Have the larger class watch a sample group:
You can always randomly pick a subgroup of students (50 or so) and have them run the
experiment in front of the rest of the class. For many of the experiments,
the process of watching the market is quite informative (especially if you
give the observers some key things to look for (and think about) before the market gets
underway). Obviously, those students who are not in the experiment, lose some
of the impact of direct participation---this can be mitigated by having the
students who participated in the experiment trade-off with those who have only been
observing. For example, at the end of each session, have each of the students in
the experiment hand their Personal Information Sheet to someone who has not yet
participated. Note that this approach with trade-off is very similar to the team
approach discussed previously (especially if you are having the teams rotate), and the team approach
is probably better as it keeps the students more invested in what is happening
on the trading floor.
Conduct the experiments in the large session:
We have developed techniques to run some
of the market experiments
in large classes (there is nothing like
watching 350 people erupt in a flurry of trading activity).
In this scheme, students don't need to come down to a trading area, but rather are
allowed to negotiate with their neighbors. Since
this occurs simultaneously, the process is quick even for
large classes. (You might think that the lack of information about sales
prices would hamper this process, but in fact, there is a lot of information
about prices floating around in terms of the bids and offers that are being
overheard by the students.) You will need to develop some system for
collecting and reporting the signed contracts. A few teaching assistants
or students from the class can be assigned to stay in the aisles and do this job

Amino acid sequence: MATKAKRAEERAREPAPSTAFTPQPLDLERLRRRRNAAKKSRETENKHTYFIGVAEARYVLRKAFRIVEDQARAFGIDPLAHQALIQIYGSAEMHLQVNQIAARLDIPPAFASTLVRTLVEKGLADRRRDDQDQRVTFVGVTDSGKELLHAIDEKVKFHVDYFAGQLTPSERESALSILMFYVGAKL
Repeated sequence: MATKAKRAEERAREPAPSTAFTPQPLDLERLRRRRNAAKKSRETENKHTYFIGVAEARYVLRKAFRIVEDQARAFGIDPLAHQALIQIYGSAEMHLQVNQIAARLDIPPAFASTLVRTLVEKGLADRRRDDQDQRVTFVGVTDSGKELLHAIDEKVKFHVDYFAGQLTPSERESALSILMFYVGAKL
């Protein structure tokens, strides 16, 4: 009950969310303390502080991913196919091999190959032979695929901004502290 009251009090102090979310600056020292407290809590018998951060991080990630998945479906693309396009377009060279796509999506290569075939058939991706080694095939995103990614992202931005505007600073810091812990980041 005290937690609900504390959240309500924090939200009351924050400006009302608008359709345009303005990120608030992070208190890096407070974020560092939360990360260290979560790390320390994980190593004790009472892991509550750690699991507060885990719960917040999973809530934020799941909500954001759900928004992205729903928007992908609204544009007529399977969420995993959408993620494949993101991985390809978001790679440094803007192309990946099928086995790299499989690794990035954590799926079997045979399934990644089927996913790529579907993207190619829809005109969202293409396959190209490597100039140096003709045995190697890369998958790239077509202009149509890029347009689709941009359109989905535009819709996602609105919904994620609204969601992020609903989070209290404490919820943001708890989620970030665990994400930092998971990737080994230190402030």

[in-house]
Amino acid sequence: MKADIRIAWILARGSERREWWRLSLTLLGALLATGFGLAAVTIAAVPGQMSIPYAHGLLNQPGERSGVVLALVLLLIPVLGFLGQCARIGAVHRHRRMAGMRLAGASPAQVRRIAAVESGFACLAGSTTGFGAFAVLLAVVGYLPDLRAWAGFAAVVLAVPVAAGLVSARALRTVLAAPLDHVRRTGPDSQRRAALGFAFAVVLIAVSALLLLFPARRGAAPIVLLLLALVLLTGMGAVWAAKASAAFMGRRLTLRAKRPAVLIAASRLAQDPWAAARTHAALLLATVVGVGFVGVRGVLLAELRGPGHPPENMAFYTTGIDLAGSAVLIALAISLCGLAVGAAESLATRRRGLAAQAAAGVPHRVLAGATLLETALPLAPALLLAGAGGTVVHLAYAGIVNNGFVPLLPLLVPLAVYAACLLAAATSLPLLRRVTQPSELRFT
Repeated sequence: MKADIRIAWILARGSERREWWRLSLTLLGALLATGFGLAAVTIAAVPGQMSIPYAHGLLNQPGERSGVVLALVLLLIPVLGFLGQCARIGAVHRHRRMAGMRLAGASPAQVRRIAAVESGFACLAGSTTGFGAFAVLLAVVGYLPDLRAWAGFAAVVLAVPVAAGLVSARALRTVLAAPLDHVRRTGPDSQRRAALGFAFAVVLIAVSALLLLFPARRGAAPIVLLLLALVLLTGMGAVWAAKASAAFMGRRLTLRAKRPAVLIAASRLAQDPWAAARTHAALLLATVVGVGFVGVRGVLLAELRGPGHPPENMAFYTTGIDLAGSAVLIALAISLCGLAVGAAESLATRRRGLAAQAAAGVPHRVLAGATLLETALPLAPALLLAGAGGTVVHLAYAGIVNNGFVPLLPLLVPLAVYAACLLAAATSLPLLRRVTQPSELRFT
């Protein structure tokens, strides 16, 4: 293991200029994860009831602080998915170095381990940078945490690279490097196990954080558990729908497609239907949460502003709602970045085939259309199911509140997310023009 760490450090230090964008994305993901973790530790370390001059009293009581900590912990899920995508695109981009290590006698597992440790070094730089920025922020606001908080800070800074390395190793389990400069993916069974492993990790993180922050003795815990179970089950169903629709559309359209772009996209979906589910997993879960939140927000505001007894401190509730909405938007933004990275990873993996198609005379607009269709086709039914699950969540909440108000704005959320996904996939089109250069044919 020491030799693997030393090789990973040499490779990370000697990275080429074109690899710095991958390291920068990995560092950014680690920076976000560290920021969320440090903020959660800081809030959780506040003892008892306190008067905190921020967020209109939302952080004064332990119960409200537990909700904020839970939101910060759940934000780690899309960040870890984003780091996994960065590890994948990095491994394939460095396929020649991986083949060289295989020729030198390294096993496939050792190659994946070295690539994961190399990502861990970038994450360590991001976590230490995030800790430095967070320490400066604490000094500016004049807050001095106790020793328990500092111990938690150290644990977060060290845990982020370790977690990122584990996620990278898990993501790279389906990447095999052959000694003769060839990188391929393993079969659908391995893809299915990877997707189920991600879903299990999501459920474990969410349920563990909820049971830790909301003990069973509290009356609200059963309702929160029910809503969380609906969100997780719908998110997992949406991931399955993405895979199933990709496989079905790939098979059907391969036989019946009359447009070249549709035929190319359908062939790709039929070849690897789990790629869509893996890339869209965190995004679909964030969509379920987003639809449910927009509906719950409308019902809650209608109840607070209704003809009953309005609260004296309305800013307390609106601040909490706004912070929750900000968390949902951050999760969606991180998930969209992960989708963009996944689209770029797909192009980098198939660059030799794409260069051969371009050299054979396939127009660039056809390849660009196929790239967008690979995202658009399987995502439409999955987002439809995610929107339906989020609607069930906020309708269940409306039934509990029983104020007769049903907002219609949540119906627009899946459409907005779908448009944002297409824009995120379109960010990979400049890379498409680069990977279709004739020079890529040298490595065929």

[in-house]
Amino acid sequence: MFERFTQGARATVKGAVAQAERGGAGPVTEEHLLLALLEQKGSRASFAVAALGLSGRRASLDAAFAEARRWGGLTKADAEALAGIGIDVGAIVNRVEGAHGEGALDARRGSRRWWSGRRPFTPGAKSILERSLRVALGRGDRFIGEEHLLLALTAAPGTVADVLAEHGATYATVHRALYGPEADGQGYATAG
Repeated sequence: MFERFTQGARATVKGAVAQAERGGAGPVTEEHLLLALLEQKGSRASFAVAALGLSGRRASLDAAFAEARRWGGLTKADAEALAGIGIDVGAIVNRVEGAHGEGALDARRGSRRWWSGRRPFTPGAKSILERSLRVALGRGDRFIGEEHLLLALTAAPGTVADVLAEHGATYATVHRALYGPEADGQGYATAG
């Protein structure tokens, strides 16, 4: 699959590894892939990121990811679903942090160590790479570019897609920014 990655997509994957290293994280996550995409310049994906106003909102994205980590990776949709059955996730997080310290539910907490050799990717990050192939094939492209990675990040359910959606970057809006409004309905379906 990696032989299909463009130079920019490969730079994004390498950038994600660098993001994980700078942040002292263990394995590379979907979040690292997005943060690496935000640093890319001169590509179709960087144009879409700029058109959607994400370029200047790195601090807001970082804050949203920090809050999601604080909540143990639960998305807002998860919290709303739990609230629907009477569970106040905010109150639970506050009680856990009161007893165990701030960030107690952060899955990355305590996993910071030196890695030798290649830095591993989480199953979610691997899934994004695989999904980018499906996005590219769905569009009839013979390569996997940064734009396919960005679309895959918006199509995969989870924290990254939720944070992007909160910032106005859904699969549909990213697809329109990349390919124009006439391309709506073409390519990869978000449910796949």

(each should be given some Sales Contracts ahead of time), you will also need to
designate a ``runner'' or two to go up and down the aisles collecting completed
contracts from the TAs or designated students and bringing them down front for you to post.
Given the size of this market, it would be a great burden to the students if they had to
complete the lab reports with all of the actual transactions (since they need
to calculate profit for each trade, graph all transactions, etc.).
Therefore, make the following modifications.
Rather than report all of the data, you should create a sample market of a more convenient (under
say, 50 participants. To do this, report buyer values and seller costs as if you only
handed out personal information sheets to 50 students. Then, report every n/50th (where n is the
actual class size at the experiment) transaction. Thus, if you had 250 students, use every 5th
transaction. (If n/50 is not close to an integer value, then adjust the number of participants
until you get a value relatively close, for example, if you have 230 participants, you could
have a market of say, 46 buyers and sellers, sampling every 5th transaction.)
This method should work well on experiments 1, 3, 5, and 6.
You can also run sessions 1 and 3 of experiment 7 (monopolies) by breaking the class
into monopolistic firms and having each firm decide on the price and quantity, but not running
the actual market at these prices, and making sessions 2 and 4 into thought experiments.
On most of the other experiments, the students will still benefit from reading
the discussion and doing the homework
(just tell them in advance to avoid any question that requires data from the
experiment---these are fairly obvious in any event).
When creating your course, you might find these
page references useful.
Copyright (c) 1996, Theodore Bergstrom and John H. Miller, All Rights Reserved
John H. Miller , email@example.com